PHOTO: The Rolling Stones attending the premiere of Exhibitionism. (photo courtesy of Exhibitionism — The Rolling Stones)
The Rolling Stone’s multi-media exhibition, “Exhibitionism,” rolls into Navy Pier for a dynamic showcase of the group’s legendary history.
Chicago fans are poised for an especially memorable experience because it was the Windy City’s blues heritage that influenced much of the British band’s early sound.
Set to open April 15 on the second floor of the Navy Pier Festival Hall, Terrace B, “Exhibitionism” focuses on the Rolling Stones influential fashion, design and music legacy, with a display of over 500 pieces from the band’s lengthy career. The show includes costumes, hand-written lyrics, diaries, letters, art and never before seen film and photos.
A screening theater and interactive recording studio will even present a 3D concert experience.
Chicago fans should be on the lookout for the recreation of Mick, Keith and Brian Jones' grungy Chelsea flat that they shared in 1962 and 1963. Among the dirty dishes and beer bottles, you’ll spot records by Muddy Waters, Chuck Berry and Willie Dixon.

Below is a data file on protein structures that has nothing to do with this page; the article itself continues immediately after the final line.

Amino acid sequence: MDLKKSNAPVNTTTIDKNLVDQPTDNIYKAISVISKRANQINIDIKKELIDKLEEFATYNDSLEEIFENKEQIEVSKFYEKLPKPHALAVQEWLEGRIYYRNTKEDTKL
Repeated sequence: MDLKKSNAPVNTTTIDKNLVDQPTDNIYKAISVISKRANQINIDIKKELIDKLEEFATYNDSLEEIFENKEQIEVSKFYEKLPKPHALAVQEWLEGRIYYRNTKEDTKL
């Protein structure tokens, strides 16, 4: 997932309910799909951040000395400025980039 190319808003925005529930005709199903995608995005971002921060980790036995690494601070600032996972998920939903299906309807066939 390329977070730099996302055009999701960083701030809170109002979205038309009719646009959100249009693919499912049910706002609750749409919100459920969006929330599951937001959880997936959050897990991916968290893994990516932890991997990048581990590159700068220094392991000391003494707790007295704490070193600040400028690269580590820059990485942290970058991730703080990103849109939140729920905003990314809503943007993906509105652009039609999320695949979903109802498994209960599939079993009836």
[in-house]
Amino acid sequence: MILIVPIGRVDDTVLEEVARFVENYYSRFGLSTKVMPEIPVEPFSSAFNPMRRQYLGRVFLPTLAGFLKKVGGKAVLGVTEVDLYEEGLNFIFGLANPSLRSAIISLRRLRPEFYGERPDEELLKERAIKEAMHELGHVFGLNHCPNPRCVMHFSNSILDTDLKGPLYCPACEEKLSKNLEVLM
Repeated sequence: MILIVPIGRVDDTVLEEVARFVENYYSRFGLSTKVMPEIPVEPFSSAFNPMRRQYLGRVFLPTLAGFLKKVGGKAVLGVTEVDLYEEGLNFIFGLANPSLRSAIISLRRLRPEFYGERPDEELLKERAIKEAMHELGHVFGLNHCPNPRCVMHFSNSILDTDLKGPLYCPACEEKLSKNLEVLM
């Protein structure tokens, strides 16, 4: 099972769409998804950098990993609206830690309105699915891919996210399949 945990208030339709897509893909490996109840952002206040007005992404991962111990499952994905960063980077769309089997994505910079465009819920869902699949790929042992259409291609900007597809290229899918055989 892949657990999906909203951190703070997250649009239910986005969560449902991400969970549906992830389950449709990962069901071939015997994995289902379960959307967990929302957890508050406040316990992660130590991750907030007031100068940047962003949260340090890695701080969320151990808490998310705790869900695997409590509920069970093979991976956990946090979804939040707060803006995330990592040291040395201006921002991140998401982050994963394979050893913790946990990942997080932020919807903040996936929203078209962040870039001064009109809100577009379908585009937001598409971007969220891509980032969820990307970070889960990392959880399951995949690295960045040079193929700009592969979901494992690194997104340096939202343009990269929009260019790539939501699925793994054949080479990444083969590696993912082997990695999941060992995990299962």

The albums aren’t just there for effect; these were the musicians that the group listened to constantly as they formulated their own music. These were also musicians that recorded at Chess Records, Chicago’s legendary blues label where the Rolling Stones recorded their own first hit, “It’s All Over Now.
It’s important to remember that even the group’s name was inspired by a Muddy Waters song. Thus, when the Rolling Stones did their first U.S. tour in 1964, they were determined to make a pilgrimage to Chicago and Chess Records. The Stones recorded 14 tracks over two days there, and you can still see the intact studio at the Willie Dixon Blues Heaven Foundation, located in the Chess Records building on South Michigan Ave.
The Stones immortalized the studio with the instrumental “2120 South Michigan Avenue,” recorded during that session.
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Other Chicago-related artifacts include the 1978 Ebony Magazine wig ad that inspired the iconic artwork for the “Some Girls” album. Ebony Magazine is a noted African American publication that was headquartered in Chicago, not far from Chess Records.
Don’t miss the fanzine questionnaires where Mick and Keith list their favorite singers, such as Chuck Berry and Jimmy Reed, another Chicago blues notable.
“Exhibitionism” runs through July 20, and tickets are available online.